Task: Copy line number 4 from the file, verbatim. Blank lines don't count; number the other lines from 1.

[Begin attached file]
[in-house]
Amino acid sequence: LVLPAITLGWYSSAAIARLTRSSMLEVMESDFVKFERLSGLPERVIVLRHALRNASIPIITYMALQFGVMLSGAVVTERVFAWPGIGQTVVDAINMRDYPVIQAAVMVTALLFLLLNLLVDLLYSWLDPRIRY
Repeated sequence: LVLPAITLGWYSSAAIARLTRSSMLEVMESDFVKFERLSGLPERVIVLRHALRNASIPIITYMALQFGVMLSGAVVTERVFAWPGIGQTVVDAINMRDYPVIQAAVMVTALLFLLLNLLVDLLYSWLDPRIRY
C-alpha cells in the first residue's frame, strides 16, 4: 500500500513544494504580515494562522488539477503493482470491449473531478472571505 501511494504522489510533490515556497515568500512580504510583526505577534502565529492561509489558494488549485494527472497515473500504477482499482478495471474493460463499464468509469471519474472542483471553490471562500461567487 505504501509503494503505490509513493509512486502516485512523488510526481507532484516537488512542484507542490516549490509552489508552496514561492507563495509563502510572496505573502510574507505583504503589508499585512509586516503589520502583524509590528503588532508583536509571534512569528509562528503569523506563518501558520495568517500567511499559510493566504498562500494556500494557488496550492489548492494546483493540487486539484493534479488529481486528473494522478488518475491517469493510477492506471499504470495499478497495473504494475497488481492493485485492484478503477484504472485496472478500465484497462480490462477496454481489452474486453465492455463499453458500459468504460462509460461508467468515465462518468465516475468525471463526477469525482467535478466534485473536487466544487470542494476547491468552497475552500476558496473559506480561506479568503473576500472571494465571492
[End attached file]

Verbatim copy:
C-alpha cells in the first residue's frame, strides 16, 4: 500500500513544494504580515494562522488539477503493482470491449473531478472571505 501511494504522489510533490515556497515568500512580504510583526505577534502565529492561509489558494488549485494527472497515473500504477482499482478495471474493460463499464468509469471519474472542483471553490471562500461567487 505504501509503494503505490509513493509512486502516485512523488510526481507532484516537488512542484507542490516549490509552489508552496514561492507563495509563502510572496505573502510574507505583504503589508499585512509586516503589520502583524509590528503588532508583536509571534512569528509562528503569523506563518501558520495568517500567511499559510493566504498562500494556500494557488496550492489548492494546483493540487486539484493534479488529481486528473494522478488518475491517469493510477492506471499504470495499478497495473504494475497488481492493485485492484478503477484504472485496472478500465484497462480490462477496454481489452474486453465492455463499453458500459468504460462509460461508467468515465462518468465516475468525471463526477469525482467535478466534485473536487466544487470542494476547491468552497475552500476558496473559506480561506479568503473576500472571494465571492